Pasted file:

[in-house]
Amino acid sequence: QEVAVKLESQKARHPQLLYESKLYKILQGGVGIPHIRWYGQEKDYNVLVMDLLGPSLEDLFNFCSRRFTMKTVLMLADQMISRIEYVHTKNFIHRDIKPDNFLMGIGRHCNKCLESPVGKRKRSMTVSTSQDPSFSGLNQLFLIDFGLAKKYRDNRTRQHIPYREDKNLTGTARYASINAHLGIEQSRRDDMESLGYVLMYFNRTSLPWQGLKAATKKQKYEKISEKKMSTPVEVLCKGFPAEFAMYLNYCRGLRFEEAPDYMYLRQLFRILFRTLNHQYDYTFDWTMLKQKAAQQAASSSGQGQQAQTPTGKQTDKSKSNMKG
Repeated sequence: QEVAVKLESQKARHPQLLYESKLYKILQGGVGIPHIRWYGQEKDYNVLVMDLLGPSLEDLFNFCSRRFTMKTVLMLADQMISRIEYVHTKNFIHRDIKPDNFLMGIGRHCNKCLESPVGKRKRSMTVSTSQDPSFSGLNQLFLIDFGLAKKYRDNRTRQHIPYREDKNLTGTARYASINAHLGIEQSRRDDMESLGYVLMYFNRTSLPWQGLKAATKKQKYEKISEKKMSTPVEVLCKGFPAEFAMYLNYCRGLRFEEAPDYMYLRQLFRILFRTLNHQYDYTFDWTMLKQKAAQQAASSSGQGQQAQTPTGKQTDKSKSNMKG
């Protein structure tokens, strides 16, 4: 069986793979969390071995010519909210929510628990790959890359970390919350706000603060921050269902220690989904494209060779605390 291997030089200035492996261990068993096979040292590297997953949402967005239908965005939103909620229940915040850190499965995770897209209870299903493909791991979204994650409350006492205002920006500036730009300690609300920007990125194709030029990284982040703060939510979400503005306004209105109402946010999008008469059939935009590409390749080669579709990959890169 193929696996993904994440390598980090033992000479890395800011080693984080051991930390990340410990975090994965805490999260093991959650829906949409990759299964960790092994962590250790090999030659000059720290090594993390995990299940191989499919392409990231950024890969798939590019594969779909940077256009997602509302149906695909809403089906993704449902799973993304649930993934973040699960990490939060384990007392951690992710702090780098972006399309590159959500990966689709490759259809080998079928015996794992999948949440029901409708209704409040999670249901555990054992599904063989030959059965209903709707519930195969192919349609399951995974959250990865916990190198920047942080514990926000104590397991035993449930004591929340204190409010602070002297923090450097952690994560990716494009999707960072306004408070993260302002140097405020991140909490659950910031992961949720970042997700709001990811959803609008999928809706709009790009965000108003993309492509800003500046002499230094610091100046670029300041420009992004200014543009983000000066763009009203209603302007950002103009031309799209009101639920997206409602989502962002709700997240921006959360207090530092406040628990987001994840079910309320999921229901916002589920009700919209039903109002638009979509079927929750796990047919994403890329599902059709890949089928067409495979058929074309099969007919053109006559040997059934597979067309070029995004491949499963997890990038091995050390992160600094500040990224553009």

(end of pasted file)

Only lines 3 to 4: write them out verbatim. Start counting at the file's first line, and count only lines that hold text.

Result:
Repeated sequence: QEVAVKLESQKARHPQLLYESKLYKILQGGVGIPHIRWYGQEKDYNVLVMDLLGPSLEDLFNFCSRRFTMKTVLMLADQMISRIEYVHTKNFIHRDIKPDNFLMGIGRHCNKCLESPVGKRKRSMTVSTSQDPSFSGLNQLFLIDFGLAKKYRDNRTRQHIPYREDKNLTGTARYASINAHLGIEQSRRDDMESLGYVLMYFNRTSLPWQGLKAATKKQKYEKISEKKMSTPVEVLCKGFPAEFAMYLNYCRGLRFEEAPDYMYLRQLFRILFRTLNHQYDYTFDWTMLKQKAAQQAASSSGQGQQAQTPTGKQTDKSKSNMKG
């Protein structure tokens, strides 16, 4: 069986793979969390071995010519909210929510628990790959890359970390919350706000603060921050269902220690989904494209060779605390 291997030089200035492996261990068993096979040292590297997953949402967005239908965005939103909620229940915040850190499965995770897209209870299903493909791991979204994650409350006492205002920006500036730009300690609300920007990125194709030029990284982040703060939510979400503005306004209105109402946010999008008469059939935009590409390749080669579709990959890169 193929696996993904994440390598980090033992000479890395800011080693984080051991930390990340410990975090994965805490999260093991959650829906949409990759299964960790092994962590250790090999030659000059720290090594993390995990299940191989499919392409990231950024890969798939590019594969779909940077256009997602509302149906695909809403089906993704449902799973993304649930993934973040699960990490939060384990007392951690992710702090780098972006399309590159959500990966689709490759259809080998079928015996794992999948949440029901409708209704409040999670249901555990054992599904063989030959059965209903709707519930195969192919349609399951995974959250990865916990190198920047942080514990926000104590397991035993449930004591929340204190409010602070002297923090450097952690994560990716494009999707960072306004408070993260302002140097405020991140909490659950910031992961949720970042997700709001990811959803609008999928809706709009790009965000108003993309492509800003500046002499230094610091100046670029300041420009992004200014543009983000000066763009009203209603302007950002103009031309799209009101639920997206409602989502962002709700997240921006959360207090530092406040628990987001994840079910309320999921229901916002589920009700919209039903109002638009979509079927929750796990047919994403890329599902059709890949089928067409495979058929074309099969007919053109006559040997059934597979067309070029995004491949499963997890990038091995050390992160600094500040990224553009």